Mainstream horror has leaned into the concept of “elevated horror,” or horror that’s set arbitrary boundaries on the use of gore and jump scares to convey and emphasize the psychological atrocities of humanity in metaphor. There’s a significant shift in horror style over the past few decades, perhaps in a post 9/11 sensibility, where horror has taken a keen interest in the psychological and dark influence of the uncanny. Immediately after 9/11, the torture porn genre flourished with franchises like Saw and Hostel. Franchises and films became direct responses to how the United States treated Iraqi prisoners, especially after horrifying images of inmates from the Abu Ghraib prison being tortured by US soldiers leaked. Those same torture images reflect through torture porn and other forms of horror that emphasize the bleakness of the world and afflicted bodies.
It permeates modern horror through the works of Ari Aster’s Hereditary and Midsommar, to Robert Eggers’s The Lighthouse and The Witch. In an attempt at legitimizing horror as a genre that’s more than the blood and death count, it’s lost its edge when it comes to the campy content so inherent in horror. The idea is that a horror film can be fun in addition to the more intricate horror components it’s trying to explore. Yet, the camp has taken a backseat in modern horror. While these campy movies are getting made, such Todd Strauss-Schulson’s The Final Girls, they’re not getting the major studio backing a film like Malignant got. They rarely ever do, as the studios seem to favor more “elevated horror” films.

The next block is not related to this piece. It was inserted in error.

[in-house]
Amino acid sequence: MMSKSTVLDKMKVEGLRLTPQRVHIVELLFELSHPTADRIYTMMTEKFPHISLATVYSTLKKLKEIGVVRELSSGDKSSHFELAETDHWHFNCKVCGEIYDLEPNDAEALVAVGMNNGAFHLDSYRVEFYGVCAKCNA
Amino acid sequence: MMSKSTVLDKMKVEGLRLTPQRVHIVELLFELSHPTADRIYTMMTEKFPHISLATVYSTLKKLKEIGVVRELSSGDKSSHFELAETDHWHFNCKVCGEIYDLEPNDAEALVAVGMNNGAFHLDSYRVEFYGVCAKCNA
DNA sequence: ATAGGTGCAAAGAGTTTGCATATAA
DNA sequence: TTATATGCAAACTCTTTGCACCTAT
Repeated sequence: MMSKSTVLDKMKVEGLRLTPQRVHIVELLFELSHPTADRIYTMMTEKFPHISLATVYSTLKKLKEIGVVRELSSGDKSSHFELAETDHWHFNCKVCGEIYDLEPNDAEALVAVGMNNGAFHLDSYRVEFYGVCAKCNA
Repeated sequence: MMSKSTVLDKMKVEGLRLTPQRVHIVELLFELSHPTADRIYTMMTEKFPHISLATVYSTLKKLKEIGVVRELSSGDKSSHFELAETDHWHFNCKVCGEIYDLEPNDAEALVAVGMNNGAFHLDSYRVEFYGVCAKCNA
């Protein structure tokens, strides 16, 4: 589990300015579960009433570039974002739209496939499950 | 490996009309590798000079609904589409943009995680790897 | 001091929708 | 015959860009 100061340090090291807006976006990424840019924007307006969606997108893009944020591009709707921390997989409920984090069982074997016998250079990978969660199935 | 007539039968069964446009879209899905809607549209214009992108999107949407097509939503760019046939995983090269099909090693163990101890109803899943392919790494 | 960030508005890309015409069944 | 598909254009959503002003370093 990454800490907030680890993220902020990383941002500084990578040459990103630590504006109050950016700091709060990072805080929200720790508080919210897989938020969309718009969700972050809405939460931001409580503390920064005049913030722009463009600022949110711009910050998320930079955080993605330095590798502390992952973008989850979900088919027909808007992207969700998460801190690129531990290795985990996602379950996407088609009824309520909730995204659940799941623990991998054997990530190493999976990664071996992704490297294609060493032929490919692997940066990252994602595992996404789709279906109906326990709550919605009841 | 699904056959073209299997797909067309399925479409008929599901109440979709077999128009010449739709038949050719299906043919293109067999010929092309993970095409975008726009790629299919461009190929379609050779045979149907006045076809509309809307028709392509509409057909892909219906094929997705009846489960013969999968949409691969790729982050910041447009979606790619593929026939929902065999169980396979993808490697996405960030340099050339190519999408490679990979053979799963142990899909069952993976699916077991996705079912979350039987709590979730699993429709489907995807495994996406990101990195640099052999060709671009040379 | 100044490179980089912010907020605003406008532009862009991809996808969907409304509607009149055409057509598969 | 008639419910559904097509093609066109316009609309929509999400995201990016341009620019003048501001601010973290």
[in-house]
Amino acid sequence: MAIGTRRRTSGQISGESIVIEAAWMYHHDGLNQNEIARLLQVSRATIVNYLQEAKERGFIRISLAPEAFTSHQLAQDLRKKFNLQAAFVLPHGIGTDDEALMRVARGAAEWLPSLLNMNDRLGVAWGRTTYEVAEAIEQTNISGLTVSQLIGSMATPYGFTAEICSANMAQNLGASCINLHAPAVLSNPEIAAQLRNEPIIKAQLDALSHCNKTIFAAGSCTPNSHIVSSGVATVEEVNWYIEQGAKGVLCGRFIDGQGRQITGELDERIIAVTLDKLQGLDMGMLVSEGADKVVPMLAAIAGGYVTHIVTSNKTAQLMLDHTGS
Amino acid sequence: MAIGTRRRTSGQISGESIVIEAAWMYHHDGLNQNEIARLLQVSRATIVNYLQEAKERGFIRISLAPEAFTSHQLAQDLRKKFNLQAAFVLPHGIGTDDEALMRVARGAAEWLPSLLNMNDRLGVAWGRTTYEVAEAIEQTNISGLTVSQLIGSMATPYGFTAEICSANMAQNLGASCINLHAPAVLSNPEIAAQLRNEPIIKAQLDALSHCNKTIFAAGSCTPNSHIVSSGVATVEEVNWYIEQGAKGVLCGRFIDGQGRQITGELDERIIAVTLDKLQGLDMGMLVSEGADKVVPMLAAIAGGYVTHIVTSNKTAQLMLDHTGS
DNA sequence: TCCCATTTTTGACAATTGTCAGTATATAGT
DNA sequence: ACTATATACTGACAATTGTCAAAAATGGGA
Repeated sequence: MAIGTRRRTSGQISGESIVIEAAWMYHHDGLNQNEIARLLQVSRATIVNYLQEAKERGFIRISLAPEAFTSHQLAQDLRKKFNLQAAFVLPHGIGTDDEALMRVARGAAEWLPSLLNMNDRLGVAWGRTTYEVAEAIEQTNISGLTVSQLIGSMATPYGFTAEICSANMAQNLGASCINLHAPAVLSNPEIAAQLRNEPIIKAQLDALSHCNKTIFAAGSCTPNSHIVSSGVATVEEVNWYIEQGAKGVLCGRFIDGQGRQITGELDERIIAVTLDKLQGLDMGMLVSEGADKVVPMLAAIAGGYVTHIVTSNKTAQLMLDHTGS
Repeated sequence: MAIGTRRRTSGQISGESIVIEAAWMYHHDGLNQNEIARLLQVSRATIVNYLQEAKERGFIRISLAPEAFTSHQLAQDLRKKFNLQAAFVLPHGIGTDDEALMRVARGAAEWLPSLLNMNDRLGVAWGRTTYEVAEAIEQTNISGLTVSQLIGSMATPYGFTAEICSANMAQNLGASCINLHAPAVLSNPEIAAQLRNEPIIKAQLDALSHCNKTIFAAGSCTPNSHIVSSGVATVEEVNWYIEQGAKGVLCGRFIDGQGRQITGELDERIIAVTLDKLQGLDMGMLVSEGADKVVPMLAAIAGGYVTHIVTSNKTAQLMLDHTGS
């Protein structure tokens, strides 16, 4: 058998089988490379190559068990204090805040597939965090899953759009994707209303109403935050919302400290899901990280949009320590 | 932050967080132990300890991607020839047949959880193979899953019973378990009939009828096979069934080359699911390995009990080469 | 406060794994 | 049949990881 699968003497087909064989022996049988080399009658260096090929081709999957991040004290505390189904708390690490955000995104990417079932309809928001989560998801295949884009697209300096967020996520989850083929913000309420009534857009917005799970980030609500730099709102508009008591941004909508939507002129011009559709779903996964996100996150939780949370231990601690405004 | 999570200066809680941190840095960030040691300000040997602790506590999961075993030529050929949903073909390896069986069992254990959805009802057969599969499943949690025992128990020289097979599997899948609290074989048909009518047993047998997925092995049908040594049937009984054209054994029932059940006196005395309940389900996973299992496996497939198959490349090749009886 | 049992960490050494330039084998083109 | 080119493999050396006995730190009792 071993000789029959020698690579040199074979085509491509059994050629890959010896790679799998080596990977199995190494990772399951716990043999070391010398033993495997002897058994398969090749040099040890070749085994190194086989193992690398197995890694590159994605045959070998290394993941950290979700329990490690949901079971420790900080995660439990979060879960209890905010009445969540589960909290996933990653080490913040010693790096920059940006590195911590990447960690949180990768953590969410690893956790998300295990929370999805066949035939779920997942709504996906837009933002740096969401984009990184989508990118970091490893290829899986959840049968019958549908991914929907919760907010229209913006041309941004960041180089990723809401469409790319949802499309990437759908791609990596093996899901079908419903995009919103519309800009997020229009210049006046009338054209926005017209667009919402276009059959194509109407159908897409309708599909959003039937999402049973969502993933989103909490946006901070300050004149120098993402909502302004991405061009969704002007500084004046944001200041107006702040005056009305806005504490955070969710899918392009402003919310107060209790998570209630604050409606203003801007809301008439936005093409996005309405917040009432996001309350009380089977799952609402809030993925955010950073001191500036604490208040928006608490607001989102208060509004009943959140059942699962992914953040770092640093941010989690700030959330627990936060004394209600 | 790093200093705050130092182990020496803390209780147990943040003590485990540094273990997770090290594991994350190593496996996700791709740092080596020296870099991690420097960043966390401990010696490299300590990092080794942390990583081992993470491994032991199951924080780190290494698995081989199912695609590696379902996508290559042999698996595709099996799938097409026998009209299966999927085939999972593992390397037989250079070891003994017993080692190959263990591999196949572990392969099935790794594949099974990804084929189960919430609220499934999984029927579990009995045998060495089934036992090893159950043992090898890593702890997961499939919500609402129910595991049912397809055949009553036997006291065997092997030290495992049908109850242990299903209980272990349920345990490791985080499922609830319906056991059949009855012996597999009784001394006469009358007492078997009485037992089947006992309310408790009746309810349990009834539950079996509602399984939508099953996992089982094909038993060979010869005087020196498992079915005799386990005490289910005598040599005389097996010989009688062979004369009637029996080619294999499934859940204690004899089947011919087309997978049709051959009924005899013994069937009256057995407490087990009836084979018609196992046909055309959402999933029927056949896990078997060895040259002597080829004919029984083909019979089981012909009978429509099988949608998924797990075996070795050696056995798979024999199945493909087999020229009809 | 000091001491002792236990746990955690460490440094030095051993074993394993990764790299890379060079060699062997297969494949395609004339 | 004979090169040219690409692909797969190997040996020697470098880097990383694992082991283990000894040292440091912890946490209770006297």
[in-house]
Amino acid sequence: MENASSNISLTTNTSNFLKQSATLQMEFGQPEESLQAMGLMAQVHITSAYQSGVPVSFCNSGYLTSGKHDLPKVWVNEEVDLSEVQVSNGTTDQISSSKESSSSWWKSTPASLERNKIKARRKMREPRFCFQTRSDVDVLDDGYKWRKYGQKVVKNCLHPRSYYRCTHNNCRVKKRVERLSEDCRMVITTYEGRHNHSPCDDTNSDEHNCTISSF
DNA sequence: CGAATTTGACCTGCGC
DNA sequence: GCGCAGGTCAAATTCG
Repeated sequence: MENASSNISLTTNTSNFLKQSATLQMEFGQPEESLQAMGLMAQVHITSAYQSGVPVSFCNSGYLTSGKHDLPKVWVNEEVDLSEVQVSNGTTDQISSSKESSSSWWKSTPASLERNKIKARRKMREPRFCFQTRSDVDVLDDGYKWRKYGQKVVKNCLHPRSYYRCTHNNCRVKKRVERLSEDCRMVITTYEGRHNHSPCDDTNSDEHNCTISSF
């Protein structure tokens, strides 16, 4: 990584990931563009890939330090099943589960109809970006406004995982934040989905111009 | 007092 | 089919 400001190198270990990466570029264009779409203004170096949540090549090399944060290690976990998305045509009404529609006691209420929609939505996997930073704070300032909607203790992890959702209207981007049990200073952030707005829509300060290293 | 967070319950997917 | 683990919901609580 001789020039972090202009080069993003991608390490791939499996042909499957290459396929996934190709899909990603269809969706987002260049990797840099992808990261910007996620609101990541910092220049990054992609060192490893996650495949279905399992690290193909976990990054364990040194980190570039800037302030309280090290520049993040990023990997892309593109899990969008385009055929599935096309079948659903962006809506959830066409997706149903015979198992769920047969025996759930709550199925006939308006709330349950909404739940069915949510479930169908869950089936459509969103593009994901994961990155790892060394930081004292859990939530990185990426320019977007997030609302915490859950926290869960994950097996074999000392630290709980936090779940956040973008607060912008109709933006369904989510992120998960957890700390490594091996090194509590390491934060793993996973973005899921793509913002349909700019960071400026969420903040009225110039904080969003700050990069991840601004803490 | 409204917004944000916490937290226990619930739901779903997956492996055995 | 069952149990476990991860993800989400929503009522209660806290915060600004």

Watching Malignant, I couldn’t help but try to remember the last time I had this much fun watching a horror film. It became clear to me just then that we lack the “fun” in mainstream horror films – when horror films would make fun of themselves. The ridiculous often made horror such an innovative genre. So malleable and dynamic. And simply fun. The mixed elements of the genre would walk the line between the horror and the camp. The slasher, especially 80s slasher films, derived the most recognition from their use of the camp. Films like Sleepaway Camp or Nightmare on Elm Street utilized elements of horror filmmaking that both frightened its viewers but strayed in the absurdity of its plot and overall aesthetic. Often they used farfetched and over accentuated dialogue or one-dimensional characters that wouldn’t exist outside these films but somehow fit the narrative. The unexpected and silly directly connected to the violence the horror genre also wields.
A franchise like Scream is only half as good as its absurd banter and dialogue, and another example of how horror can host camp well within its construct. It’s what made it such a distinctive slasher film that redefined the horror genre. The reference within the reference that was both self-aware and so inherently a slasher made Scream one of the most recognizable in the slasher genre.